Watchmaker Breguet draws attention to the need to conserve the ocean from polluting plastics by backing round-the-world odyssey and outreach programme, Race For Water. Their ambassadress, a cutting-edge catamaran powered by clean renewable energy, is currently in Asian waters, and is Tokyo-bound for the the Summer Olympics.
Would you have guessed that the plastic we see floating on the surface of the seas is just the proverbial tip of the iceberg, forming just 1% of the plastics in our oceans? Or that more than 8 million tonnes of plastic – which comprise 80% of marine waste – pollute our oceans each year? As it is, millions and millions of animals die annually from ingesting or getting entangled in plastic. Left unchecked, our seas – already a swirling soup of micro particles of broken-down plastic – could contain more plastic than fish by 2050.
In a world where celebrity endorsements and ostentatious soirees are the norm rather than exception, watchmaker Breguet, is instead charting a course less sailed – literally – by drawing global attention to a cause that has deep ramifications for the health of our planet. The watchmaker, whose rich heritage has long been tied to the sea, is the main partner for the Race for Water Foundation’s five-year round-the-world odyssey from 2017 to 2021. On its 35 or so stopovers, the team engages with local communities – from school children to decision makers – to highlight the urgency of preventing plastics from entering our waterways, lakes, rivers and oceans. Besides being armed with advanced scientific findings, it also comes with an armada of practical, innovative suggestions and solutions to counter plastic waste.
The ambassadress for the mission is a 100 tonne, 35m catamaran that resembles more of a spacecraft from the future than a seafaring vessel, with her 512m2 of solar panels to harness energy from the sun. She is also equipped with a 40m2 towing kite to harness the wind, and a system from which – in short – hydrogen is derived from seawater, and converted into electricity. It demonstrates that it is possible to circumnavigate the globe not with fossil fuel, but purely on clean renewable energy.
Setting off from from Brittany, France in 2017, the superboat crossed the Atlantic and Pacific Oceans, calling in on various communities between Bermuda and the Solomon Islands, before reaching Asia in mid 2019. This January 2020, the cutting-edge vessel will be making her way from Hong Kong (her 22nd stopover) towards Shanghai. From April to August, she will be docking at five major Japanese cities, including Tokyo in July to coincide with the Summer Olympics.
The cutting-edge vessel has already drawn more than 16,000 visitors – of whom 6,300 are school children – on board, where they learn why it’s so crucial to stop plastics from entering our oceans, lakes and rivers. The stopovers also provide an opportunity for scientists to share – with decision makers – concrete, sustainable solutions and business models that have lasting economic, environmental and social benefits, including providing new sources of income for people most affected by plastic pollution. Solutions include technology to transform waste into clean energy and useful products.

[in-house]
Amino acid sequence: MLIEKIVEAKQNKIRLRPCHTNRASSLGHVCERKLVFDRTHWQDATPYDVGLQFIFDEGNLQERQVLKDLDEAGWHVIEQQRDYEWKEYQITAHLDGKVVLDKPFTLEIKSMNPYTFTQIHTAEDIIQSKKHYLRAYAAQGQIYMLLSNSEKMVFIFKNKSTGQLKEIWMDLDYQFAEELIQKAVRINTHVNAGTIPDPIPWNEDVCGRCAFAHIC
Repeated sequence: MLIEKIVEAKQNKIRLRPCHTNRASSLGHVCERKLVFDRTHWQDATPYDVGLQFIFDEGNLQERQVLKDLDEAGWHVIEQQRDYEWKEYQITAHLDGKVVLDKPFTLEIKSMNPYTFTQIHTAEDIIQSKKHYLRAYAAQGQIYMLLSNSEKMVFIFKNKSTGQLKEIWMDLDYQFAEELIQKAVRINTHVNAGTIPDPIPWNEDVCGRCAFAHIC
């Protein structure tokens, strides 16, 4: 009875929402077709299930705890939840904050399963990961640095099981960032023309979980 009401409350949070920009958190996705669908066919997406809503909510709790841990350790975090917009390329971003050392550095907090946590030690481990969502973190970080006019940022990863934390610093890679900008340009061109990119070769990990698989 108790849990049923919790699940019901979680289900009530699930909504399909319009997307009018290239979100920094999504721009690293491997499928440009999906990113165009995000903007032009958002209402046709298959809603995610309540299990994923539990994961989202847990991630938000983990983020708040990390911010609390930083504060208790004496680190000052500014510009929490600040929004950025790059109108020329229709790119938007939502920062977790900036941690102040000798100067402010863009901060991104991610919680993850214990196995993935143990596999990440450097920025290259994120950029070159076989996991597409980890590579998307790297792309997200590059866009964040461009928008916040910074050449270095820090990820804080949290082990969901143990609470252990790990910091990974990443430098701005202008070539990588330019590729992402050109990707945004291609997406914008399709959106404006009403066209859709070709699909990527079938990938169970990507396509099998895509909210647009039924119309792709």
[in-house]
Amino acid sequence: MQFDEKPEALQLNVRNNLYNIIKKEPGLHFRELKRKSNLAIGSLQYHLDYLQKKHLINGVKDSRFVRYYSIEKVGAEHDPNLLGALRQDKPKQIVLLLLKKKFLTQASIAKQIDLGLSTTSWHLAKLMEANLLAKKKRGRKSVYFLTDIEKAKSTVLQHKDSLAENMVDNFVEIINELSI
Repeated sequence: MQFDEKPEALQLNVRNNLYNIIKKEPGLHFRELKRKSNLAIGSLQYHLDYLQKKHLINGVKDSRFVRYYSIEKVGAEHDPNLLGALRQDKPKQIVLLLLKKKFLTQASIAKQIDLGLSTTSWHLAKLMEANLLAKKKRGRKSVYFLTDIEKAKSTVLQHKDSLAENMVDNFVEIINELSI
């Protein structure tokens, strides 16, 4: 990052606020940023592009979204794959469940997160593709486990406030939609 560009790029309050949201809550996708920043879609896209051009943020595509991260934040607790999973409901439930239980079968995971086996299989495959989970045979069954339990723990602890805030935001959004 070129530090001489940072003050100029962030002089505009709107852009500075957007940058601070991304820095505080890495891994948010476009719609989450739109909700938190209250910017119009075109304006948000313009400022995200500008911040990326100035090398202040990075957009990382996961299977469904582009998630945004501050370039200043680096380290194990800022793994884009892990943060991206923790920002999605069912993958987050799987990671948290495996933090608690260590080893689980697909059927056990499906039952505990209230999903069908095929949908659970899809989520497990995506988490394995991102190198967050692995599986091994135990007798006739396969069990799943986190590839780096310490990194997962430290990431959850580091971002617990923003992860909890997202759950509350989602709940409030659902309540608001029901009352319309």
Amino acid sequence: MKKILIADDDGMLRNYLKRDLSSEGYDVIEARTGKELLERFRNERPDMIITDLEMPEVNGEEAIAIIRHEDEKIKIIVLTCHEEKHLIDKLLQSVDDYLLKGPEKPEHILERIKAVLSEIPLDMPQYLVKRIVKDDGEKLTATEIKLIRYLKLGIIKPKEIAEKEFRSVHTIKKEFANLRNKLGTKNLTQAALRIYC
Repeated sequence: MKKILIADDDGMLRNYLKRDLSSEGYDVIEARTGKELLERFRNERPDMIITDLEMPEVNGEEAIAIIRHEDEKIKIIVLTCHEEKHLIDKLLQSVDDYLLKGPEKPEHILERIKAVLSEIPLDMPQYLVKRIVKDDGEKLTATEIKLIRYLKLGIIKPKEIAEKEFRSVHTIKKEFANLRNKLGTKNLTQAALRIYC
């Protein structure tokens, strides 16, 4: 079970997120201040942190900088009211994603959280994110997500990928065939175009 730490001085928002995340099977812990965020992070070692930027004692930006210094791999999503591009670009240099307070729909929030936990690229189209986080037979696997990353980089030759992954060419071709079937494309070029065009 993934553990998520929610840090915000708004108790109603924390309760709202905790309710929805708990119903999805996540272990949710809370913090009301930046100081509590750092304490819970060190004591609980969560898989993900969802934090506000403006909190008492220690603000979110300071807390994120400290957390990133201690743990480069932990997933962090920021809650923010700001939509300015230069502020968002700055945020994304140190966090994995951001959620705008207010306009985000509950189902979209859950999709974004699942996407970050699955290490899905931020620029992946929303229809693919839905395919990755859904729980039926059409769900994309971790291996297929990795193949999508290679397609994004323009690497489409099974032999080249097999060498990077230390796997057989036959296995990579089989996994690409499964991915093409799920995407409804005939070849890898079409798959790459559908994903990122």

A seafaring tradition with a modern edge
It seems fitting that Breguet, who has built its creations to be passed down from generation, is investing in an initiative at the forefront of modern scientific research to preserve the ocean for our children’s children. Race for Water, founded by Swiss entrepreneur Marco Simeoni in 2010, is dedicated to preserving water and the oceans in particular.
Says Breguet’s President Marc A. Hayek, “In the early 19th century, timekeeping played a pivotal role in maritime navigation. We are continuing that tradition by supporting an Odyssey of vital importance for our common future.”
Sea exploration and science has been at the very heart of Breguet ever since it was appointed the official chronometer-maker to the French Royal Navy in 1815. Royal support enabled the watchmaker to make extraordinary inventions in marine navigation.
Support for the cause also dovetails nicely with the watchmaker’s Marine Collection that reflects a delicate balance between the values of the brand’s heritage and refined yet progressive designs for the modern world.
If you get to meet the Race for Water crew, make it a point to notice on their wrists, a special edition of Breguet’s Marine 5517 timepiece set in a titanium case with a custom blue dial that features the vessel in a clous de Paris motif.
In January 2020, the odssey sails from Hong Kong towards Shanghai. It will subsequently be in Tokyo from July to August for the Summer Olympics. Keep an eye on raceforwater.org for updates as well as any opportunities to visit the boat during her various stopovers along the way.
Images courtesy of Breguet, artwork by Curatedition. All rights reserved.